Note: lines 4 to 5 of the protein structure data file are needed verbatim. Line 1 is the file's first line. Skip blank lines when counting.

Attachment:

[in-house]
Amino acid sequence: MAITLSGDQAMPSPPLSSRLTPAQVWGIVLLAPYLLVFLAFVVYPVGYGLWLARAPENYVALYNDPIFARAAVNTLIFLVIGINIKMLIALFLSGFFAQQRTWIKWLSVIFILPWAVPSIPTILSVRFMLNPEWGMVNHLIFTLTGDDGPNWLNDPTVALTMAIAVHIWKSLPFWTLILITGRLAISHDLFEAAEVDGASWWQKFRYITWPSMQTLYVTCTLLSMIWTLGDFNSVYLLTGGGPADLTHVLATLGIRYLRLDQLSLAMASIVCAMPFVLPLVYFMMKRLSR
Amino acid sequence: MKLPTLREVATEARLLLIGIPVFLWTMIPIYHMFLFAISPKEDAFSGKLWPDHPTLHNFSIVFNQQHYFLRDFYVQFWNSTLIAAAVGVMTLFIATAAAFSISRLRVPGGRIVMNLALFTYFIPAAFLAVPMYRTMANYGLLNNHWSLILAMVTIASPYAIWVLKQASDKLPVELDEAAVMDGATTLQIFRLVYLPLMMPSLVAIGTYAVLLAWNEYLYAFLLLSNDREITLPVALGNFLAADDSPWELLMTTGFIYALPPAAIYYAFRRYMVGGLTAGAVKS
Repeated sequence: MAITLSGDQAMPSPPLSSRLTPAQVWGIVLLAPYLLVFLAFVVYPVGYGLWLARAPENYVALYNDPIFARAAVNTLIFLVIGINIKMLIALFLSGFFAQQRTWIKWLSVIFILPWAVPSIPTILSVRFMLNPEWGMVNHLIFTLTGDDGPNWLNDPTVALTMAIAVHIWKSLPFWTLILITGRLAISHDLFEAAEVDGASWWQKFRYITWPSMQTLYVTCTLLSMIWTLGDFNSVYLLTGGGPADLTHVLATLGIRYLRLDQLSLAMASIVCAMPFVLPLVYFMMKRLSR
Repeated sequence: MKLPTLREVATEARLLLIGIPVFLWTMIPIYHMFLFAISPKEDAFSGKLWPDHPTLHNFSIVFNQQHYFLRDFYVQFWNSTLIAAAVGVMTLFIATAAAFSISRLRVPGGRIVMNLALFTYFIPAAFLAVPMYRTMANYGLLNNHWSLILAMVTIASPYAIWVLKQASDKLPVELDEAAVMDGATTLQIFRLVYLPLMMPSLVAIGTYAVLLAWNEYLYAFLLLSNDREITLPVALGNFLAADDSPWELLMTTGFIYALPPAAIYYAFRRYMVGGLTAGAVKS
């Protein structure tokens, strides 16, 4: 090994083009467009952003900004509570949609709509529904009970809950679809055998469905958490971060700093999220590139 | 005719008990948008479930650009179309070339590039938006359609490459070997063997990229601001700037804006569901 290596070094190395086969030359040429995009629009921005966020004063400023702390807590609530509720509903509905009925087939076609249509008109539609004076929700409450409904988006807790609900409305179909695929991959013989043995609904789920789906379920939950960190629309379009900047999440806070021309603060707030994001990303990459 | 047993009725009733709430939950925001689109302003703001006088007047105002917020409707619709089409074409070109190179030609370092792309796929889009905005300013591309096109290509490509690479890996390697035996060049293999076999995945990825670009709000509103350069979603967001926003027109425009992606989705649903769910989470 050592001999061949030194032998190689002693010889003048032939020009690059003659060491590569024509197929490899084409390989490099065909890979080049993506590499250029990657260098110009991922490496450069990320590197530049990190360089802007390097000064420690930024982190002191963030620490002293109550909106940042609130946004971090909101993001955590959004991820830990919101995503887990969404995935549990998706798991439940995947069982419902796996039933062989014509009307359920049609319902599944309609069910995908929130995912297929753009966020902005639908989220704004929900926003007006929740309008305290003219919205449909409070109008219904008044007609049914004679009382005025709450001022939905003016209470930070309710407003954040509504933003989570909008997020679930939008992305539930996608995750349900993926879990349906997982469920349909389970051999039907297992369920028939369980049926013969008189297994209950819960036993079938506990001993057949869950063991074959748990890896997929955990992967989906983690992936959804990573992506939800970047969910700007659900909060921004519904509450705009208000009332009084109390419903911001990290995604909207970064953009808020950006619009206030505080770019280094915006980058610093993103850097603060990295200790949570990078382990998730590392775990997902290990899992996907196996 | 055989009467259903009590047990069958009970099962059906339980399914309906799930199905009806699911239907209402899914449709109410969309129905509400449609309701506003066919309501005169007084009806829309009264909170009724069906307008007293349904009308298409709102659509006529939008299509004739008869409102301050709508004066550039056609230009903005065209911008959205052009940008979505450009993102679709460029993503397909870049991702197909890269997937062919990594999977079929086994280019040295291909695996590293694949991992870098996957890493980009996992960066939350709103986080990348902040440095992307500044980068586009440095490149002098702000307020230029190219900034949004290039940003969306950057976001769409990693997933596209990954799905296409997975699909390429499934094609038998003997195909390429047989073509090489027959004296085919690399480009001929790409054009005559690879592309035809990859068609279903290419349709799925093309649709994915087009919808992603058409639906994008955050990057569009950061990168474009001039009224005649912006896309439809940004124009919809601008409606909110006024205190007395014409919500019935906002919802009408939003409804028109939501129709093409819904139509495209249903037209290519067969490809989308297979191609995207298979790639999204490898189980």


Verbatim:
Repeated sequence: MAITLSGDQAMPSPPLSSRLTPAQVWGIVLLAPYLLVFLAFVVYPVGYGLWLARAPENYVALYNDPIFARAAVNTLIFLVIGINIKMLIALFLSGFFAQQRTWIKWLSVIFILPWAVPSIPTILSVRFMLNPEWGMVNHLIFTLTGDDGPNWLNDPTVALTMAIAVHIWKSLPFWTLILITGRLAISHDLFEAAEVDGASWWQKFRYITWPSMQTLYVTCTLLSMIWTLGDFNSVYLLTGGGPADLTHVLATLGIRYLRLDQLSLAMASIVCAMPFVLPLVYFMMKRLSR
Repeated sequence: MKLPTLREVATEARLLLIGIPVFLWTMIPIYHMFLFAISPKEDAFSGKLWPDHPTLHNFSIVFNQQHYFLRDFYVQFWNSTLIAAAVGVMTLFIATAAAFSISRLRVPGGRIVMNLALFTYFIPAAFLAVPMYRTMANYGLLNNHWSLILAMVTIASPYAIWVLKQASDKLPVELDEAAVMDGATTLQIFRLVYLPLMMPSLVAIGTYAVLLAWNEYLYAFLLLSNDREITLPVALGNFLAADDSPWELLMTTGFIYALPPAAIYYAFRRYMVGGLTAGAVKS